A Super Constellation on display at EWB
In the 1960’s and 1970’s, the airport continued to improve its facilities by continuous expansion of airport aprons and airport infrastructure.
In the 1980’s the airport served as a regional passenger hub with direct flights to Boston and New York. Over 50,000 passengers used the airport in one year.
PBA Martin 404
During the 1990’s New Bedford Municipal Airport became New Bedford Regional Airport (EWB), an accurate reflection of the geographic region served by the airport. This designation aligns with the City of New Bedford serving as the hub city for the South Coast region of Massachusetts.
DC9 taking off at EWB
In 1998 the Airport Commission received a major grant from the Massachusetts Aeronautics Commission for remodeling and renovation of the Terminal Building as the airport became a convenient aerial gateway to Cape Cod and the islands of Martha’s Vineyard and Nantucket.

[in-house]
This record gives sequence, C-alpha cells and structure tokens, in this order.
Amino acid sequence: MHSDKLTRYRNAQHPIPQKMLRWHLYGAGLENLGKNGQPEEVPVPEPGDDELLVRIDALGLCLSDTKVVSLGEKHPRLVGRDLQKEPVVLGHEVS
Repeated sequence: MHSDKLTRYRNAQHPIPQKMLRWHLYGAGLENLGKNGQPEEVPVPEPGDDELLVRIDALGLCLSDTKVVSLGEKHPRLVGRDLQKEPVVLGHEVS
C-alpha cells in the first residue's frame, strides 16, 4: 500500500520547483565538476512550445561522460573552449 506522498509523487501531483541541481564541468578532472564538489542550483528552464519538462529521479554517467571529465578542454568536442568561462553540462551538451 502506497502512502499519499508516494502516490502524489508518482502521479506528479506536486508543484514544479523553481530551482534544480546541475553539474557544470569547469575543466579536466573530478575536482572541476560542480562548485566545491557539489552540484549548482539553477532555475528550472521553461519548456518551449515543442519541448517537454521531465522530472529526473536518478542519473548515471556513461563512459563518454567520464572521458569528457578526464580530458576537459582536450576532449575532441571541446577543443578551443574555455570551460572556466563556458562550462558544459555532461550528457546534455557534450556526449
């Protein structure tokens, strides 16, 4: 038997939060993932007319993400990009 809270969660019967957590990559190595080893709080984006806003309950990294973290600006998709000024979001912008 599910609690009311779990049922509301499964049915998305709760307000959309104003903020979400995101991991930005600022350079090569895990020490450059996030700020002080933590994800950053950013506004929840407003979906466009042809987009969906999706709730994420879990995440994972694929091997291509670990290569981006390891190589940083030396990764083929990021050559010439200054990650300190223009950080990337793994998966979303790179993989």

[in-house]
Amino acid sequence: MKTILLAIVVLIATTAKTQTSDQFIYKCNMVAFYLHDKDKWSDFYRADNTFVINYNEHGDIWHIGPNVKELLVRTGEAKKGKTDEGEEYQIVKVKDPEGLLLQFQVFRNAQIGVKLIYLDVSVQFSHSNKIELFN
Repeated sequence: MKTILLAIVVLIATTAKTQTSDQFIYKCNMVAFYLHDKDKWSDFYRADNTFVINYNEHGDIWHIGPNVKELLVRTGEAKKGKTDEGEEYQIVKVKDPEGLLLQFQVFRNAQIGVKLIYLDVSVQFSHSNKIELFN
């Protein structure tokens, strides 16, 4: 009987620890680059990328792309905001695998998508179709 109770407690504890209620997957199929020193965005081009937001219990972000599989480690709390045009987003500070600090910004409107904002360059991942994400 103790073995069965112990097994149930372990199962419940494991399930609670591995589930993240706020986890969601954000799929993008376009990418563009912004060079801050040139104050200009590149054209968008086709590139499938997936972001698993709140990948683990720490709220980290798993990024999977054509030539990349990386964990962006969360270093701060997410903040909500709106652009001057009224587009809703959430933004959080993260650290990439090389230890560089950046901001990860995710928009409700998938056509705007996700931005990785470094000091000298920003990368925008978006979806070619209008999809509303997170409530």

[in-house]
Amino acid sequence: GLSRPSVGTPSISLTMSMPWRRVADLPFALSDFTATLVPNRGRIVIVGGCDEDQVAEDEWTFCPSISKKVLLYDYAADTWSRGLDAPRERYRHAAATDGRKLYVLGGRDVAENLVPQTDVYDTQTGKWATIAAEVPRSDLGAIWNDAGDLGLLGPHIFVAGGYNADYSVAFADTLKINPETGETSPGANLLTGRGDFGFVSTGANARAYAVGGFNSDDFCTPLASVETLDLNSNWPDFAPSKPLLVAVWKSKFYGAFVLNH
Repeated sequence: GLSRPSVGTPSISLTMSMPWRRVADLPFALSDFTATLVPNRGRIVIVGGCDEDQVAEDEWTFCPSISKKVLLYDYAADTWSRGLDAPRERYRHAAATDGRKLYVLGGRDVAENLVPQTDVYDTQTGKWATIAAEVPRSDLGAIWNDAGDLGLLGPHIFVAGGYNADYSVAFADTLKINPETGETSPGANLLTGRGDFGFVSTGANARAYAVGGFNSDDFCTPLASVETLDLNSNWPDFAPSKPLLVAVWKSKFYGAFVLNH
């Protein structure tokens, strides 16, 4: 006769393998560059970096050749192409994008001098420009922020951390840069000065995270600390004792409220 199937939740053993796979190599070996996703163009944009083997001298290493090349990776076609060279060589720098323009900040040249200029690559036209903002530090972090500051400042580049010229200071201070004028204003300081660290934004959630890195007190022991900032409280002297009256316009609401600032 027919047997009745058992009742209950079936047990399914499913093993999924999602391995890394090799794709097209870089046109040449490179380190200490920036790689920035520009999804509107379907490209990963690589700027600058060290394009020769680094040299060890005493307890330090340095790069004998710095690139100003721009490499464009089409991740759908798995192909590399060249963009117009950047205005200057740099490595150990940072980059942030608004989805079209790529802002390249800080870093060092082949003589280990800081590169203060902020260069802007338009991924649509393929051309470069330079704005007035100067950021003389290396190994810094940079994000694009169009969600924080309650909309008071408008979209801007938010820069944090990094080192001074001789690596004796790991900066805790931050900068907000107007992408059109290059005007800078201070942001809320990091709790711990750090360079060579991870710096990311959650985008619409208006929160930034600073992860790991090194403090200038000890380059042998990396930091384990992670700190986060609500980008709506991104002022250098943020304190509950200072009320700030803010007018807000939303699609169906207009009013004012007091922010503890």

Air Force Two arriving at EWB during the 1990’s
During the mid-2000’s New Bedford Regional Airport became home to the Bridgewater State College aviation program, operated by Delta Connection Academy (DCA). Following the departure of DCA, in 2008 Bridgewater launched an in-house flight school. Presently, now known as Bridgewater State University, the school operates a fleet of eleven (11) aircraft and continues to make up a large portion of the annual operations at New Bedford Regional Airport.